Category Archives: Creativity
I love cooking, but never wanted to be a chef or baker because having to cook isn’t the same as wanting to cook.
As a full-time writer, I keep things interesting by covering different subjects. Learning something new with each project prevents me from getting bored. But over time, spending 40+ hours per week at the keyboard writing for fun became a foreign concept.
About a year ago, one of my best friends entered the first ever Rockford New Play Festival, and her play was one of the short plays chosen to be read by actors. Watching her play, and the others, read aloud before an overflowing crowd really inspired me – on multiple levels.
- The plays were really good. The actors reading them were good, too. And the audience was enthusiastic. I was inspired as a writer.
- It was impressive that a new and relatively unknown playwriting event in Rockford could draw such a large and diverse audience. I was inspired by the local arts community.
- I was inspired that a relatively small group of people pulled it off.
Upon hearing entries were being accepted for the second annual Rockford New Play Festival, I thought it would be fun to enter, even if playwriting isn’t my forte. Encouraged by the friend who participated last year, I decided to give it a try and soon a rough idea that had been percolating in my brain for a while became a 10-minute play, The Grove.
I submitted it in May and forgot about it. But the creative writing bug had bitten again. Suddenly I wanted to test myself with different types of writing.
When I read about a 24-hour short story competition, I registered right away and counted down the days until they assigned the length and a general theme (they encourage writers to stretch and play with the theme) I would never have thought to write about.
Guess what? The contest’s prompts spurred my creativity and the ideas poured out.
In a weird way, having a tight deadline helped focus my efforts. By removing the luxury of obsessing over every comma, the 24-hour deadline made the writing process more visceral and less precious. I loved every minute of it!
Entering these contests was something I did for fun, and to stretch my creative writing muscles. The winners of the 24-hour Short Story contest won’t be announced for a few weeks yet, and I don’t hope to be among them.
Then again, I didn’t expect The Grove would be one of six 10-minute plays — out of 520 entries from across the country — selected to be read at the second annual Rockford New Play Festival. But it was.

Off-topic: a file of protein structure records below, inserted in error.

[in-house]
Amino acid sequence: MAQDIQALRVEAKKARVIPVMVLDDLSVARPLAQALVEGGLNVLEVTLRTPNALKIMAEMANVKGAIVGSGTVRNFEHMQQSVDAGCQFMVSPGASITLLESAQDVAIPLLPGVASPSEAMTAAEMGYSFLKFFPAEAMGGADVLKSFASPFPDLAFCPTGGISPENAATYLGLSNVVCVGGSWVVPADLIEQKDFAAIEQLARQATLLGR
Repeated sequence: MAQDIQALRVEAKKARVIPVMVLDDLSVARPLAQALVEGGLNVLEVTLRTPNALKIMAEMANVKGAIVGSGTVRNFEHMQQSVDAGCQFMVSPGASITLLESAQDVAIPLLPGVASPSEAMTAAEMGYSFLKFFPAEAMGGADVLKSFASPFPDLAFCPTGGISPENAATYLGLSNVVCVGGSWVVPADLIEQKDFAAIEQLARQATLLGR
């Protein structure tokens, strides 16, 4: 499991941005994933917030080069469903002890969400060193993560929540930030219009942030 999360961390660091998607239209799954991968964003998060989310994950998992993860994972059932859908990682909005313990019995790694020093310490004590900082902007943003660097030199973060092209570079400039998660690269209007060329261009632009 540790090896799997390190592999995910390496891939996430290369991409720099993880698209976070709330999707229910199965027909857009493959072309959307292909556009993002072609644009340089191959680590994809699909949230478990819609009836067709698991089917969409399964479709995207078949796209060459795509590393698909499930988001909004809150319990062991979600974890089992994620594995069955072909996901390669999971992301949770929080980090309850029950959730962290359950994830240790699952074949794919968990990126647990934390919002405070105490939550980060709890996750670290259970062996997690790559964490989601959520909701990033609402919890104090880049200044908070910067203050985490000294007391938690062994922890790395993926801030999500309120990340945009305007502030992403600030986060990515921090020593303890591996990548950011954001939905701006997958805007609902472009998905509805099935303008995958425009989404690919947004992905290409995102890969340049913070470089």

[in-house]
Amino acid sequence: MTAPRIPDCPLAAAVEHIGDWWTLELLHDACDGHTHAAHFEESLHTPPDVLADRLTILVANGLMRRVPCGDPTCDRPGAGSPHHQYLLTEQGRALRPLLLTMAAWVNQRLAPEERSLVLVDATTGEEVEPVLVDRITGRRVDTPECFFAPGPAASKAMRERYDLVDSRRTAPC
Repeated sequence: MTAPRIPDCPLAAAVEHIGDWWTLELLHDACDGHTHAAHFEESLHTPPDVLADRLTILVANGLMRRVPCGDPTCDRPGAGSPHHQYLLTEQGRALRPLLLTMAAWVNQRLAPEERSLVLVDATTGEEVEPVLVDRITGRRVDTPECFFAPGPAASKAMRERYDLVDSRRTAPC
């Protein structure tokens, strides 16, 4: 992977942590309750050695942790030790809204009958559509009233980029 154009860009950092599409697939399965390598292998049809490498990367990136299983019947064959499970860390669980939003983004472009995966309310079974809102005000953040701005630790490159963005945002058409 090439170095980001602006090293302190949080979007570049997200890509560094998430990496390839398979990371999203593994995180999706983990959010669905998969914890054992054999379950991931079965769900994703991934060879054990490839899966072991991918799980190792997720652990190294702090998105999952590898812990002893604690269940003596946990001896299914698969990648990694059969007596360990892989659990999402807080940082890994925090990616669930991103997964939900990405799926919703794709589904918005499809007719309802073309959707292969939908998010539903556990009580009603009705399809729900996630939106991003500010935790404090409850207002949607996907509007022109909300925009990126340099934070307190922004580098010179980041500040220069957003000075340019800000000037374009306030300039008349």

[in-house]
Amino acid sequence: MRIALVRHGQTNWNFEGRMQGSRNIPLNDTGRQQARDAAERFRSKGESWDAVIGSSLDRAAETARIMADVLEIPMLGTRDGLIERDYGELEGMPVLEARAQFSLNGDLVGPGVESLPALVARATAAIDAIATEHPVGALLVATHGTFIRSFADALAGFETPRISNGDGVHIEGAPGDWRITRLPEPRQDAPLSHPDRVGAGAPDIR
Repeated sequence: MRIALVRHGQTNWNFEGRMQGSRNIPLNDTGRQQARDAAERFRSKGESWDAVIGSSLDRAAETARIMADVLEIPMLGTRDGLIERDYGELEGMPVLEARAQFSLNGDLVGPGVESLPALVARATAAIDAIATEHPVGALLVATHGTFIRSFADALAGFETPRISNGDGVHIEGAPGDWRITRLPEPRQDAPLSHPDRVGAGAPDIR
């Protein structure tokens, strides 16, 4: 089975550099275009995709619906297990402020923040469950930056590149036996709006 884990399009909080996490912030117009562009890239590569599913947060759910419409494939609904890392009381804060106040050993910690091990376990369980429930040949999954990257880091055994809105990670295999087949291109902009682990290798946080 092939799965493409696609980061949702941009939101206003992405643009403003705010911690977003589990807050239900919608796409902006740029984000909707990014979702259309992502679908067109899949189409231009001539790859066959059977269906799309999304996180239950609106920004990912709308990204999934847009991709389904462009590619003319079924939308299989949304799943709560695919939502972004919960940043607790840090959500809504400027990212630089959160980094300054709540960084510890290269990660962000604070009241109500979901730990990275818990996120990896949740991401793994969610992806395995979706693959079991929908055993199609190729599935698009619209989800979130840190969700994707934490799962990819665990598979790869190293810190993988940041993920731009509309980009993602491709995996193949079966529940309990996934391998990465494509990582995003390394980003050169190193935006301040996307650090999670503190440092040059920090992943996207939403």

[Date, time and other details for the event can be found here: 2015 RNPF.]
Accepting a creative challenge is never a mistake, but letting one slip past you is.
What creative challenges have you taken on lately, and what did you learn from them?
With the season finale of Orphan Black airing tonight, it seems somehow appropriate to say there are some days – make that many days – I wish I had a clone.
The past month or so I’ve happily been very busy with work (including a rush article this week that went from pitch to final copy in seven hours, and the interviewee wasn’t available for the first three of those hours). During weeks like this what little free time I do have is typically spent catching up on not-so-fun stuff like cleaning – and yard work whenever the weather permits.
Ever notice how the busier you are the more craft/DIY projects you suddenly want to do?
It’s probably a form of escapism to picture ourselves working on creative endeavors. After all, who wouldn’t prefer to spend two hours focused on a fun project than toiling away at their day job?
Here are a few projects on my want-to-do list. Stay tuned to see if I actually get around to any of them:
- Turn old pop cans into tags for my hostas and heirloom tomatoes
- Take pile of old t-shirts and turn them into t-shirt yarn
- Make something from said t-shirt yarn
- Crochet more hexagons for the would-be bedspread while berating myself for choosing to make the pieces so small that I’ll hate piecing them together one day
- Piece together these odd-sized bits I made as a kid when learning to knit, and turn them into the knitted version of a crazy quilt
I can’t be the only person who dreams up new project ideas at the opportune times. So what’s on your Want-To-Do List?
Talk about being creative. Not only does my super-talented brother-in-law Daniel Nearing write and direct indie films, he manages to produce them on micro-budgets. (And his idea of a micro-budget is a fraction of what Hollywood considers a micro-budget.)